Informatica Passes Half-Billion Mark, Buys Siperian, Targets Cloud

Informatica has announced another, long-rumored acquisition: Siperian, thus continuing a steady march toward a comprehensive portfolio play. In 2009, its strong growth path made it the clear independent leader in data integration.  With Release 9, its vision of a data integration platform grew to providing a comprehensive approach to everything from data discovery services to data quality. While growth slowed during a tough year for the economy overall, Informatica grew revenue in every quarter, and made key acquisitions in 3 successive quarters (Applimation, AddressDoctor and Agent Logic) and began to make significant moves into the cloud via partnerships with Amazon, and others. Agent Logic added event detection and processing to support real-time alerting and response. As 2010 begins, this latest move is synergistic from the outset; Rob Karel points out in his excellent blog post that “Siperian MDM technology…already is deeply integrated with Informatica’s identity resolution and postal address technology. In addition…Siperian MDM customers [are] using Informatica for data integration and data quality, meaning there is a lot of existing experience and know-how on integrating Informatica’s portfolio with Siperian.” Read more of this post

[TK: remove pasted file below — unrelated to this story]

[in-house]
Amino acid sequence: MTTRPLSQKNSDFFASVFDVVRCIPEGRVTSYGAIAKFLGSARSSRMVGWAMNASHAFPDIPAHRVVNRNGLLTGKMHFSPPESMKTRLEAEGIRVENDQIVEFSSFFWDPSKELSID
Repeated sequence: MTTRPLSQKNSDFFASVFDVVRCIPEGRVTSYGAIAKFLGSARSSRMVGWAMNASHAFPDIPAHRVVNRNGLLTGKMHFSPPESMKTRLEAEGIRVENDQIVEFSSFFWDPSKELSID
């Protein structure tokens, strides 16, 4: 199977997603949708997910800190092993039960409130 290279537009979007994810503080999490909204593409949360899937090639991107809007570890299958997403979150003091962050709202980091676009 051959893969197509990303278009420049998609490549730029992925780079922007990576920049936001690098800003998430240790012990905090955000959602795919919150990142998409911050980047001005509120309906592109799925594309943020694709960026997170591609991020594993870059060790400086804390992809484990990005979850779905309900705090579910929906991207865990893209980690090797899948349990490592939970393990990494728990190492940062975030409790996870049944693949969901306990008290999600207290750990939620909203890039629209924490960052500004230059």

Xkoto’s Database Virtualization Expands Cloud Opportunities

Xkoto, the database virtualization pioneer, has generated substantial interest since its first deployments in 2006. Still privately held and in investment mode, Xkoto sees profitability on the horizon, but offers no target date, and appears in no hurry. Its progress has been steady: in early 2008, a B round of financing led by GrandBanks Capital allowed a step up to 50 employees as the company crossed the 50 customer mark. 2008 also saw Xkoto adding support for Microsoft SQL Server to its IBM DB2 base. Charlie Ungashick, VP of marketing for Xkoto, says that 2009 has been going well, and the third quarter was quite strong. And at the end of September 2009, Xkoto announced GRIDSCALE version 5.1, which adds new cluster management capabilities to its active-active configuration model, as well as Amazon EC2 availability. Read more of this post

IBM Showcases Software Vision and Hadoop Research